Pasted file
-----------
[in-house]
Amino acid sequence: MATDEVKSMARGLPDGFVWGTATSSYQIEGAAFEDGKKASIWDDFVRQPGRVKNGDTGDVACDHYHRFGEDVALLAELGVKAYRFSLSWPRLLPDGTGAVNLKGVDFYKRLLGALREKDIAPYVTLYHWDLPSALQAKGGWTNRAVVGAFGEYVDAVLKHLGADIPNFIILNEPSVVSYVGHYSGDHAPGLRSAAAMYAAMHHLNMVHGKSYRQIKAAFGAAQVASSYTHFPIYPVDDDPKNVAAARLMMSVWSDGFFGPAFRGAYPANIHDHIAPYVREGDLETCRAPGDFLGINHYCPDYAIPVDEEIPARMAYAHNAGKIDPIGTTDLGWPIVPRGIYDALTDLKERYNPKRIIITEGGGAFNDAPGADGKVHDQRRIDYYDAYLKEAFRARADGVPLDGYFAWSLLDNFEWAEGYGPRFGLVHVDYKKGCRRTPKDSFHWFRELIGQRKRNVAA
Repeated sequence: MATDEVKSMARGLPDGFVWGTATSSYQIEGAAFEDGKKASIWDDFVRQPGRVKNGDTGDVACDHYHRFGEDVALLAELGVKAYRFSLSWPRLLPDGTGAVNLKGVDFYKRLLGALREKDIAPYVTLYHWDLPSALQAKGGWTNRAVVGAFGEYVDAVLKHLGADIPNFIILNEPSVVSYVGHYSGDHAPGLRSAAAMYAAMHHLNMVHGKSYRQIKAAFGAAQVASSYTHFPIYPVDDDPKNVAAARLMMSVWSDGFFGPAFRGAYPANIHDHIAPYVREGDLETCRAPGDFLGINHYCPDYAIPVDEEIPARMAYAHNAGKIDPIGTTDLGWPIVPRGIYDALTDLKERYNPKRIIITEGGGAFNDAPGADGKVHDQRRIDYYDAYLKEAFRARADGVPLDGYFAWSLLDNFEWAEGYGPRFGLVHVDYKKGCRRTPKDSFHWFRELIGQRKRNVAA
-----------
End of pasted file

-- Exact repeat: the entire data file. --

[in-house]
Amino acid sequence: MATDEVKSMARGLPDGFVWGTATSSYQIEGAAFEDGKKASIWDDFVRQPGRVKNGDTGDVACDHYHRFGEDVALLAELGVKAYRFSLSWPRLLPDGTGAVNLKGVDFYKRLLGALREKDIAPYVTLYHWDLPSALQAKGGWTNRAVVGAFGEYVDAVLKHLGADIPNFIILNEPSVVSYVGHYSGDHAPGLRSAAAMYAAMHHLNMVHGKSYRQIKAAFGAAQVASSYTHFPIYPVDDDPKNVAAARLMMSVWSDGFFGPAFRGAYPANIHDHIAPYVREGDLETCRAPGDFLGINHYCPDYAIPVDEEIPARMAYAHNAGKIDPIGTTDLGWPIVPRGIYDALTDLKERYNPKRIIITEGGGAFNDAPGADGKVHDQRRIDYYDAYLKEAFRARADGVPLDGYFAWSLLDNFEWAEGYGPRFGLVHVDYKKGCRRTPKDSFHWFRELIGQRKRNVAA
Repeated sequence: MATDEVKSMARGLPDGFVWGTATSSYQIEGAAFEDGKKASIWDDFVRQPGRVKNGDTGDVACDHYHRFGEDVALLAELGVKAYRFSLSWPRLLPDGTGAVNLKGVDFYKRLLGALREKDIAPYVTLYHWDLPSALQAKGGWTNRAVVGAFGEYVDAVLKHLGADIPNFIILNEPSVVSYVGHYSGDHAPGLRSAAAMYAAMHHLNMVHGKSYRQIKAAFGAAQVASSYTHFPIYPVDDDPKNVAAARLMMSVWSDGFFGPAFRGAYPANIHDHIAPYVREGDLETCRAPGDFLGINHYCPDYAIPVDEEIPARMAYAHNAGKIDPIGTTDLGWPIVPRGIYDALTDLKERYNPKRIIITEGGGAFNDAPGADGKVHDQRRIDYYDAYLKEAFRARADGVPLDGYFAWSLLDNFEWAEGYGPRFGLVHVDYKKGCRRTPKDSFHWFRELIGQRKRNVAA